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Two Tablet-woven Bands in Three Color Pebble Weave

One Single-faced and One Double-faced
© 1999 Betty Lou Whaley

TABLETS CAN BE USED to weave bands similar to
those woven on back-strap looms by Native
Americans. There are several advantages to this
method of weaving. The warps can be made on a
standard warping board and threaded through the
cards quickly from a threading cross. It is easy to
weave a complex pattern if you fasten the draft to
a knitter’s magnet board, marking the completion
of each row with a magnet. You can provide the
tension necessary for weaving by fastening the
weaving to a stationary object and weighting the
warp instead of tieing the weaver to the loom.
Many tablet-woven bands contain groups of
warp threads that rotate; after the tablets are rotated in the same direction many times, a build up
of twist forces the weaver to rotate the tablets in
the opposite direction or unwind the twist. To
weave this band I never turned a tablet more than
one step forward or backward to lift the desired
color, so there never was any build up of twist.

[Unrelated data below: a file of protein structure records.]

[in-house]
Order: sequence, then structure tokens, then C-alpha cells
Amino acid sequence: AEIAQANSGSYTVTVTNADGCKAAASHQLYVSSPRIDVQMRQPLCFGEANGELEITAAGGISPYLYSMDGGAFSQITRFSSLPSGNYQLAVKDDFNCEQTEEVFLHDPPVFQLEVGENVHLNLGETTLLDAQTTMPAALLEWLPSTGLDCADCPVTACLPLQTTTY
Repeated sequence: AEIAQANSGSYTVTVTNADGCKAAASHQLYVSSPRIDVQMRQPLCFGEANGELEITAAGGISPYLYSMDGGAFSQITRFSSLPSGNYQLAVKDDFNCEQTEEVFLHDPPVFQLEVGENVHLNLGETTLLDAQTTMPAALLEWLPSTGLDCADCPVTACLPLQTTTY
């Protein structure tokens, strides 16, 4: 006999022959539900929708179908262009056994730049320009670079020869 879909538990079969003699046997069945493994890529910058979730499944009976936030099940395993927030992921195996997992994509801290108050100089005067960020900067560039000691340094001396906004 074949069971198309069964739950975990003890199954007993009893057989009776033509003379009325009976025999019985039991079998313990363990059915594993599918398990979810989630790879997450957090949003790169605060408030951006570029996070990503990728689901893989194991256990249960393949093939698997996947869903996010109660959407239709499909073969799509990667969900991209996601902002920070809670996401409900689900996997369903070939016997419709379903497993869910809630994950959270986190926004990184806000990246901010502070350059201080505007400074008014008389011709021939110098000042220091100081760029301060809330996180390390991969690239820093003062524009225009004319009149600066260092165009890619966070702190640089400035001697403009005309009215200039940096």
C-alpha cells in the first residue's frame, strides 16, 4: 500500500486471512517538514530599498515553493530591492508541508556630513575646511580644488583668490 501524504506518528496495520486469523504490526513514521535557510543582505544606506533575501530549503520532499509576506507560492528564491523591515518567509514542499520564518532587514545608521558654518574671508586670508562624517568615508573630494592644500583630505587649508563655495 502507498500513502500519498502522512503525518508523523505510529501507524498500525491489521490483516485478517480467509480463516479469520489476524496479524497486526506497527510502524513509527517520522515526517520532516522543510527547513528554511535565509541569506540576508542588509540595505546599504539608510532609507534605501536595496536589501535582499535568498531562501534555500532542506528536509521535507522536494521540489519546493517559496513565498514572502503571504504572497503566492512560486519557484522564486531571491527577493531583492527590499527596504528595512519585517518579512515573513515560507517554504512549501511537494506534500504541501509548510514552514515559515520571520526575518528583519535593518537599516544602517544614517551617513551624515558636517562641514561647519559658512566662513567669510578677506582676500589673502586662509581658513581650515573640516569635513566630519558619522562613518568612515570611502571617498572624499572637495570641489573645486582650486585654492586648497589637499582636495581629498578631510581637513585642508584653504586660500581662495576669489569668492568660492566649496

This splendid pattern was woven into a belt pictured on page 56 in The Art of Bolivian Highland
Weaving by Marjorie Cason and Adele Cahlander.
This rare, five color belt was found in a 1000 year
old tomb still attached to the back-strap loom on
which it was woven. The little ducks in the pattern
swim along diagonally within two counterchanged
bands. The repeat of the pattern is 144 blocks long
which is exceptionally long for this type of weavFigure 1, front side, actual size.

ing and while I was plotting the draft on graphpaper,
I feared the repeat would never end!
To weave this elegant pattern I cut 60 triangular
tablets from matt board, 5” on each side, rounded
the corners, sanded the edges lightly and punched
1/4” holes in the corners. I threaded each hole with
a rotation of navy blue, royal blue and brick red
ramie yarn in size 2/16’s lea.
The first time I wove the pattern, there were long
floats on the back side just like those on the ancient belt cited above. See Figure 1 below and Figure 2 on page 2. The interlacement was loose and
the threads slippery. Using a worsted weft helped
hold the picks in place but I wanted to find a way
to weave in the long floats on the back side.
Eventually I realized that by tipping the tablets
up on one corner, every shed was split in two. Then
I discovered that the floats are woven in if you
weave the lower shed after weaving the upper shed,
for every set of the tablets. The result is a twofaced textile: the back and the front sides have the
same structure, but the colors are shifted.
The second time I wove this band I used hexagonal tablets, the shortest dimension being 5+1/4”
with holes punched in each corner. I threaded every other hole with a rotation of brick red, gold
and yellow ramie. These tablets produced two nice
sheds and the belt woven on them is double-faced.
See figures 3 and 4 on the next page.

. Figure 4. actual size.Figure 2. actual size. Back side of the first band. Back side of figure 3. Figure 3. Front side of the second band.